Cochlear Implants for Unilateral Deafness?
Hassepass et al (2013) report that challenges associated with unilateral hearing loss (UHL) have been underestimated. Specifically, children with UHL are deprived of acoustic cues needed for localization and lateralization; and these children have an inability to use binaural squelch or binaural summation. Further, children with UHL do poorly understanding speech in noise. Children with UHL may experience developmental delays in their speech and language and their spoken language ability may also be impacted by UHL. Further, academic delays and physical safety issues are also known to be major issues for children with UHL.
Traditional treatments for children with UHL have included CROS and traditional hearing aids, bone-anchored hearing aids, FM systems, and more.
Hassepass and colleagues report on three children (aged 4, 10, and 11 years) each of whom had an acquired profound sensorineural unilateral hearing loss, and a normal hearing contralateral ear. Each of the children received a cochlear implant (CI) in his or her worse ear. The authors report that at one year post-op, objective and subjective measures showed each child improved with regard to speech comprehension in noise as well as improvements in localization ability. Hassepass and colleagues suggest cochlear implantation for children with UHL may provide binaural processing and binaural integration, which are not provided through traditional treatments (see earlier).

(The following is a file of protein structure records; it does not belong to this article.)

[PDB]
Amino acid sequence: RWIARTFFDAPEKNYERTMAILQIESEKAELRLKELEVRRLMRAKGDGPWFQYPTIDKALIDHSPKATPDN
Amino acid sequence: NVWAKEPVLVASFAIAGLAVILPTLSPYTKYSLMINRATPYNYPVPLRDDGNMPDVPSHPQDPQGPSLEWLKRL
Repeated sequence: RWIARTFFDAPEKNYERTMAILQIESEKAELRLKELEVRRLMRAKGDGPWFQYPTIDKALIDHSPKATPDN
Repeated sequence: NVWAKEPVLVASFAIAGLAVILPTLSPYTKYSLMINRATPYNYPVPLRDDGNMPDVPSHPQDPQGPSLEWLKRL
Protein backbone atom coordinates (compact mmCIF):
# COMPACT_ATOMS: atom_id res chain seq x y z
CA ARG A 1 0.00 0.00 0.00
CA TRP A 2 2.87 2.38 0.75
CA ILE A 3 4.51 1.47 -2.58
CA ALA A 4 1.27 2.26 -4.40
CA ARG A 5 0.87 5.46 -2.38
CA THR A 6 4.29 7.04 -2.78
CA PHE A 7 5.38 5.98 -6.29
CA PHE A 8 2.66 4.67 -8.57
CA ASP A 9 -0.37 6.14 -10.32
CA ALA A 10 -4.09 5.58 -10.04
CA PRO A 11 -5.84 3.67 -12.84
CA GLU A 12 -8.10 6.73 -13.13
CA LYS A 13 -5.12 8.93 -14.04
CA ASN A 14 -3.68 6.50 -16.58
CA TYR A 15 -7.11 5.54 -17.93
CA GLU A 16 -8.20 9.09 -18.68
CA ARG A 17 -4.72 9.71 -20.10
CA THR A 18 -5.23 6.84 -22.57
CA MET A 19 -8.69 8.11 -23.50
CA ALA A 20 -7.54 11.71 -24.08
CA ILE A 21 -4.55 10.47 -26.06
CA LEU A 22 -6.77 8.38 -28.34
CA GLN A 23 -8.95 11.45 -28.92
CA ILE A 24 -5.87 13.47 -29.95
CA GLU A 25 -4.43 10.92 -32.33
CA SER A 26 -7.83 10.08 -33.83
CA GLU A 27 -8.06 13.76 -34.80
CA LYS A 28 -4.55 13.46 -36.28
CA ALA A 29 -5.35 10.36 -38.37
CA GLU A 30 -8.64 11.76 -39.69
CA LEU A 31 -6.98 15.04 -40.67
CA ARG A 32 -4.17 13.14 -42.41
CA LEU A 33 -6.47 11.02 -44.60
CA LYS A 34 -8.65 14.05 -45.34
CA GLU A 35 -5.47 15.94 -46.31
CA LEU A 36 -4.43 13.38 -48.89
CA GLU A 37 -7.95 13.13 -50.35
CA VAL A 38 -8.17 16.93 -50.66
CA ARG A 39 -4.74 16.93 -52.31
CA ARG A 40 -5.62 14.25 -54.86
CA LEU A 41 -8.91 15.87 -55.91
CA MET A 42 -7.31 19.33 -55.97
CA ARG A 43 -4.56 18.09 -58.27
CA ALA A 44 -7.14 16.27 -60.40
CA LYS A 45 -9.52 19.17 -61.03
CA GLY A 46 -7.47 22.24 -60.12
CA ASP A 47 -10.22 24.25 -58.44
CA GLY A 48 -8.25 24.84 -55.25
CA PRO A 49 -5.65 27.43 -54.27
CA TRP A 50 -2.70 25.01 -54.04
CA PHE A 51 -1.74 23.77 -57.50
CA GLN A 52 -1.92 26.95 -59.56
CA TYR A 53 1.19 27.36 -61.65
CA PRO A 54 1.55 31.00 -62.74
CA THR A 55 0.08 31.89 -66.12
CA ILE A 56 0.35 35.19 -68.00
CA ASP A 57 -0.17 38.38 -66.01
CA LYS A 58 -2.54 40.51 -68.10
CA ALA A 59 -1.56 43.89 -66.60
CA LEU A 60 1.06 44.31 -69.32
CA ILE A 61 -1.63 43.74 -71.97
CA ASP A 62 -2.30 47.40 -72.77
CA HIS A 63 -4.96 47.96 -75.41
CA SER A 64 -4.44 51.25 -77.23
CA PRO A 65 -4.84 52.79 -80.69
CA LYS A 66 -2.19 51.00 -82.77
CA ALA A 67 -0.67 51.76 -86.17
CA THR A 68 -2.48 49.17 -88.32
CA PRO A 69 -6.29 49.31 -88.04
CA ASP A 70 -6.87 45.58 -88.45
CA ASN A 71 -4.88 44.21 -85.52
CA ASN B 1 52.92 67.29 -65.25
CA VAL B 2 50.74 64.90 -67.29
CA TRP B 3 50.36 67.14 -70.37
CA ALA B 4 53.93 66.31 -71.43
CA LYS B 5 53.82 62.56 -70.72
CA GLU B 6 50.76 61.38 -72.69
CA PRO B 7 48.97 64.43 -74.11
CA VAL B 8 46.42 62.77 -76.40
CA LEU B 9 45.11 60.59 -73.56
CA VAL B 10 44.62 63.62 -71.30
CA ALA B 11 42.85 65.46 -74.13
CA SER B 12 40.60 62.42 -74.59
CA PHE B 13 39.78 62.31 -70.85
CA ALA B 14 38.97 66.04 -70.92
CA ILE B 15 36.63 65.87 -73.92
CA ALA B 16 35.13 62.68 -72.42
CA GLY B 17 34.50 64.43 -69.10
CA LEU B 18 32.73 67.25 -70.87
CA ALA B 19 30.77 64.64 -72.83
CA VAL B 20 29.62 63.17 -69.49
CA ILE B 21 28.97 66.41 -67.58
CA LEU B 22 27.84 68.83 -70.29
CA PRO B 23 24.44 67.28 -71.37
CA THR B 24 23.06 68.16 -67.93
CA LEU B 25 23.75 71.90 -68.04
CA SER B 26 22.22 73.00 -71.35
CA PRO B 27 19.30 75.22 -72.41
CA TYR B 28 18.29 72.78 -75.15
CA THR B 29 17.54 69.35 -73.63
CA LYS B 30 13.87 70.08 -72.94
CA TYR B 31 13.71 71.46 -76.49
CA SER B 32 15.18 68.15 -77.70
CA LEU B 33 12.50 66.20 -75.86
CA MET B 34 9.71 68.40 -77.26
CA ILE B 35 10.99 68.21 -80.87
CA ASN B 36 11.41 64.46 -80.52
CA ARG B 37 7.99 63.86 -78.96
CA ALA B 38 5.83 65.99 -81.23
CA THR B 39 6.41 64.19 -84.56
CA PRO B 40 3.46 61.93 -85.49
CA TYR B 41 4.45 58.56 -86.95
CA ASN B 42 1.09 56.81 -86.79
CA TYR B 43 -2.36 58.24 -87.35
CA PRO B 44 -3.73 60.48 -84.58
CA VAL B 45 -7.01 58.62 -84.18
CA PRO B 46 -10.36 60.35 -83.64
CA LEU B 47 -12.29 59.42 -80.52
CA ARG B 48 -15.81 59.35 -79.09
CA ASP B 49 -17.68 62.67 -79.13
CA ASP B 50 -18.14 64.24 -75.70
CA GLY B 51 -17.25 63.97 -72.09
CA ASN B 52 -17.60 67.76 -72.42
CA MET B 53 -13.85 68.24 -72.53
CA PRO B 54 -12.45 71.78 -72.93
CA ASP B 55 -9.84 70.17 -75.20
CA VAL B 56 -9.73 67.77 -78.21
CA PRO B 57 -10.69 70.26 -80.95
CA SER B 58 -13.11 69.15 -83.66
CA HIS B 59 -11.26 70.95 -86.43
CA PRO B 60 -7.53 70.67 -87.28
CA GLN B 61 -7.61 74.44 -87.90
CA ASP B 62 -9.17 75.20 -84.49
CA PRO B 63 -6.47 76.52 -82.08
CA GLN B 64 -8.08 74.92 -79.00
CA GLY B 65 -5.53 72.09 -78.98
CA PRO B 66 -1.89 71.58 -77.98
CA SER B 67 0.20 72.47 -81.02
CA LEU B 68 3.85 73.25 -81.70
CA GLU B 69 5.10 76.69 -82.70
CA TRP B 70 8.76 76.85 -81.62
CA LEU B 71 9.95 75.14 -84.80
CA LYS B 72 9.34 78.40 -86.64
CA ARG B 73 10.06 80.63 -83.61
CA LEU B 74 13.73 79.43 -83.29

For More Information, References, and Recommendations
Baguley DM. (2010) Cochlear Implants in Single-Sided Deafness and Tinnitus Seminars in Hearing 31(4):410-413.
Buechner A, Brendel M, Lesinki-Schiedat A, et. al. (2010) Cochlear Implantation in Unilateral Deaf Subjects Associated with Ipsilateral Tinnitus. Otology & Neurotology 31(9):1381-1385.
Hassepass F, Aschendorff A, Wesarg T, Kroger S, Laszig R, Beck RL, Schild C, Arndt S. (2013) Unilateral Deafness in Children: Audiologic and Subjective Assessment of Hearing Ability After Cochlear Implantation. Otology & Neurotology. 34:53-60.